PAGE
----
Rihanna's Horrendous Debut For River Island at #LFW
Rihanna's show was a tiresome, underwhelming and uninspired marketing exercise
There were few who anticipated a fashion triumph, but, even allowing for the limited expectations, Rihanna’s collection for River Island as brought forth in London tonight was a horror show.
The clothes were hideous and without an ounce of panache or style between them.
True, there were some consolations. For example, if you really, really like belly buttons, if you are totally nuts for navels, then this could be the collection for you.
If you only feel capable of wearing clothes on the lower half of your body if they are slashed up to your waist, then again, you are in luck.
Similarly, if you were a guy hoping for a one night stand and a girl started chatting to you in a bar wearing anything from the Rihanna for River Island collection, you could feel fair confident you’d be getting lucky. The only lingering uncertainty in your mind would be whether or not she would take a credit card.
Even before Rihanna unveiled her unsurprisingly slutty and yet tiresomely predictable collection for River Island at London Fashion Week tonight, there were many who said that it was a mistake to allow the world’s most famous pop star of the moment to hijack an event which is supposed to be about celebrating creativity, passion and original thinking in fashion (as opposed to lazily co-opting celebrity endorsement to shift mediocre, mass-market product, which is what McDonalds is for).
Although to be fair, there wasn’t much hijacking required. The British Fashion Council tried to have its cake and eat it by claiming that Rihanna was not part of the ‘official’ LFW line-up (her show was held off-site at a disused post office on New Oxford Street) whilst including her on their official schedule and boosting her show through their official emails, but the truth was that tonight’s show was far some fringe effort scorned by the fashion powers that-be. It was widely regarded as a coup by the BFC, proof that London finally had arrived on the map commercially.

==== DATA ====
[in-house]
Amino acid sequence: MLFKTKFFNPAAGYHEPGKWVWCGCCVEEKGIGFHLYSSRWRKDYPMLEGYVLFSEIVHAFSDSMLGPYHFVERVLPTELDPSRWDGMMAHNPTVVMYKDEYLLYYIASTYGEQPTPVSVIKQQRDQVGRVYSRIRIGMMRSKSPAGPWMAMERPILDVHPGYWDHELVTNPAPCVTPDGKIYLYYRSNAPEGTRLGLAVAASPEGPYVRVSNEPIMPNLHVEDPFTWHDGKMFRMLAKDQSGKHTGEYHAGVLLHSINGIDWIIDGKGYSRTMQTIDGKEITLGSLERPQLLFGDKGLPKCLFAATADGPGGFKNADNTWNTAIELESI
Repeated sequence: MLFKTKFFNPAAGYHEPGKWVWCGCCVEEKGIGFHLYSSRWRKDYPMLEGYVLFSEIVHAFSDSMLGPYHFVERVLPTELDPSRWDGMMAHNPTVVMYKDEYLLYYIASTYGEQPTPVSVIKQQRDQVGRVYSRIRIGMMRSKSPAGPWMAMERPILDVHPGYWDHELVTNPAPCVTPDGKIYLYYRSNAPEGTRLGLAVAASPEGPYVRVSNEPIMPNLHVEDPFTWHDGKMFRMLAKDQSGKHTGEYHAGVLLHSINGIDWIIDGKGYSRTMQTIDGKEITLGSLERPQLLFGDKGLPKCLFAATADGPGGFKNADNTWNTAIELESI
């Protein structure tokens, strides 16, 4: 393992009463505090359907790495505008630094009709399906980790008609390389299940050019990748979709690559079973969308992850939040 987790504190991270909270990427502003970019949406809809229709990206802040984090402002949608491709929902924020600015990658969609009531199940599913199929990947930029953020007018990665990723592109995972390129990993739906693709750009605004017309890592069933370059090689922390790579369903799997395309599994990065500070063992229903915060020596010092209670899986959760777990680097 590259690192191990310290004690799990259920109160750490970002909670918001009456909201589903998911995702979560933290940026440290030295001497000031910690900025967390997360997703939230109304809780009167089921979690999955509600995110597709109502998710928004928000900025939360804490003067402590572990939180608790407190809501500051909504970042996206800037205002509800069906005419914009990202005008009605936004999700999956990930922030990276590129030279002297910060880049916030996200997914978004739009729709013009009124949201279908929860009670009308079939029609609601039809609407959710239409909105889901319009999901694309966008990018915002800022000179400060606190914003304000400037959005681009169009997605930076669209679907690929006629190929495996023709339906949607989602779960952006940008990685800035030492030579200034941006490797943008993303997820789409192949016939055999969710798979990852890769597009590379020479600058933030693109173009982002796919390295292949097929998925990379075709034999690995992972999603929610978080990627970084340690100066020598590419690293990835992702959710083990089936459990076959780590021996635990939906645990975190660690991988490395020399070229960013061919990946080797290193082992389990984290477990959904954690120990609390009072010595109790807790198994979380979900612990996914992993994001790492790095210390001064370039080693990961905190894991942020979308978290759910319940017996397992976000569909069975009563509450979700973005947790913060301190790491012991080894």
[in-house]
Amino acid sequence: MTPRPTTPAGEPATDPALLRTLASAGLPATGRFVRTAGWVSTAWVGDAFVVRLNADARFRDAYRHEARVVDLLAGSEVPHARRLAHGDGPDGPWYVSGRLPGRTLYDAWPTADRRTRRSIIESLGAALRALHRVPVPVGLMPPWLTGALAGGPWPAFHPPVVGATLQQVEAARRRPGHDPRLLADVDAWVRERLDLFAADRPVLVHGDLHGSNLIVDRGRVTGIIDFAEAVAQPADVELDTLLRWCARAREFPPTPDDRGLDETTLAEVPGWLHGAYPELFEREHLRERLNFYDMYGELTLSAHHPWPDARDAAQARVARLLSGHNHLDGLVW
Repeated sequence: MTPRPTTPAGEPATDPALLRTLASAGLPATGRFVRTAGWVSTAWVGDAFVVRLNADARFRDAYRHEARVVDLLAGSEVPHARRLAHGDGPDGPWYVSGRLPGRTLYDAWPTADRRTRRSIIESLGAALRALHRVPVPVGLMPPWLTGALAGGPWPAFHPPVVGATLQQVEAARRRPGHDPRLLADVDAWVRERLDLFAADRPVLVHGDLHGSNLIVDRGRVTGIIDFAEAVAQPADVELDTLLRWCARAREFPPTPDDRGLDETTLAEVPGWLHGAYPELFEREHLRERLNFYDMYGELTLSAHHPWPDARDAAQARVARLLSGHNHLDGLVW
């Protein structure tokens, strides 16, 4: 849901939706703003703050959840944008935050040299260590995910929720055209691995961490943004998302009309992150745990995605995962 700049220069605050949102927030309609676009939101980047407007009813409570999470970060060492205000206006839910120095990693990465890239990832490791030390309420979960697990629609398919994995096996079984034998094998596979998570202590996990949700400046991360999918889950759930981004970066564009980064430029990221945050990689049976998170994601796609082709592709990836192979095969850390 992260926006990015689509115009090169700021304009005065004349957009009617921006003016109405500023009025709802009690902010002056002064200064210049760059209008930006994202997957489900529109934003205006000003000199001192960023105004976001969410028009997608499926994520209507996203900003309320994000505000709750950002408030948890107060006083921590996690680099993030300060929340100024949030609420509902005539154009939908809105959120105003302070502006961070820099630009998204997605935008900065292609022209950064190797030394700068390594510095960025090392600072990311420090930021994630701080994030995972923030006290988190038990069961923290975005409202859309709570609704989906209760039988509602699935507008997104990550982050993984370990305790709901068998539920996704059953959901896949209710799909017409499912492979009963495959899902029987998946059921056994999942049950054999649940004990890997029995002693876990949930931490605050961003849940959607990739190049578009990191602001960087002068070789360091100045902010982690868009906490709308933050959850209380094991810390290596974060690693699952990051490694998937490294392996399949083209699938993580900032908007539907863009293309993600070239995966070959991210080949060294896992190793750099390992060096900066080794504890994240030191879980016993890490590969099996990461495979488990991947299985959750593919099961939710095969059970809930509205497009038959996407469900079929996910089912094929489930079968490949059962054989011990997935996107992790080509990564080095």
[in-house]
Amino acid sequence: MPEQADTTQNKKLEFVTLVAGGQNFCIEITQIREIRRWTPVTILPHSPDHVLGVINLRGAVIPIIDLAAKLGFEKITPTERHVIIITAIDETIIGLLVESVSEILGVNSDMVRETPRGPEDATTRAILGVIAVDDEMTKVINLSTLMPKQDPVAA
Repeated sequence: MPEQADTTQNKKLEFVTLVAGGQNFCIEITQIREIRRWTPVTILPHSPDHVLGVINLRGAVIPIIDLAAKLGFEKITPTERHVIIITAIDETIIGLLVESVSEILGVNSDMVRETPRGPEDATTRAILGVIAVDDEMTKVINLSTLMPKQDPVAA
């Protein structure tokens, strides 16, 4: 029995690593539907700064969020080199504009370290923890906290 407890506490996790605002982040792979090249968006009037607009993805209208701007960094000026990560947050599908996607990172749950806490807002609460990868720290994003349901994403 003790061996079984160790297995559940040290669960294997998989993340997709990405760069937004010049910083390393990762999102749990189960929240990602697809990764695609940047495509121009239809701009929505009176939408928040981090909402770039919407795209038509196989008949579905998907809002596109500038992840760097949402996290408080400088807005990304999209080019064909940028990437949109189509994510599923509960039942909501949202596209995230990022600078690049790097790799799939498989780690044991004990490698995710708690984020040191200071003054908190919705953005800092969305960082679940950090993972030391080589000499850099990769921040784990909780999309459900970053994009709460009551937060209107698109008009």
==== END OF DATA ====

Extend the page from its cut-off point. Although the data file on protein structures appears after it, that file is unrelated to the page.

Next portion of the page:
It was inevitable that Rihanna’s wattage would diminish the visibilty of everyone else at LFW, like flashlights forced to compete with sunlight, but the BFC appears to have considered it worth the risk.
And yes, they got the celebs and the crazy crush outside the venue and tomorrow they will get the headlines. But most of the designers that you speak to privately here in London are aghast at the notion that London Fashion Week should have become Rihanna Fashion Week.
Rihanna, the star of London Fashion Week? Sure, she’s an eye-catching dresser and all, but, the star of fashion week? How did that happen?
Rihanna’s a fantastic singer with a talent for publicity, but has she ever drawn a line of chalk on a piece of cloth? Graded a pattern? Spent a year or four at St Martin’s?
Aren’t those the kind of people London Fashion Week is supposed to be about?
One designer who was prepared to be quoted, Giles Deacon, told the Times: “I can understand the high street brands wanting to have visibility, but London fashion week’s integrity rests on it showcasing the best of the UK’s design talent. It would be dangerous if this became compromised due to scheduling issues.”
Which seems to be a very polite way of saying: Rihanna? River Island? WTF?
Rihanna claimed in a pre-show promotional video that her collection was “casual”, “chic” and “flirty”.
In the event it was like Fright Night in Kmart.
But doubtless this hardly matters to Ri-Ri. She flew in today, she’ll probably be on the first flight back tomorrow, dismissing the haters like me, her million dollar cheque safely cashed, her part of the contract fulfilled.
No doubt the River Island collection will sell furiously to Rihanna’s fans, who will be delighted with the new, porny additions to their wardrobes. Maybe - brace, brace - she'll even be back for a second season.
So everyone’s a winner right?
Well, yes, apart from London Fashion Week itself, which allowed itself to be co-opted into this cynical marketing exercise entirely devoid of inspiration or authenticity.
Oh - and spare a thought for the true designers showing today - Issa and Julien Macdonald to name just two - who know only too well on whom all tomorrow’s fashion ink will be spilt.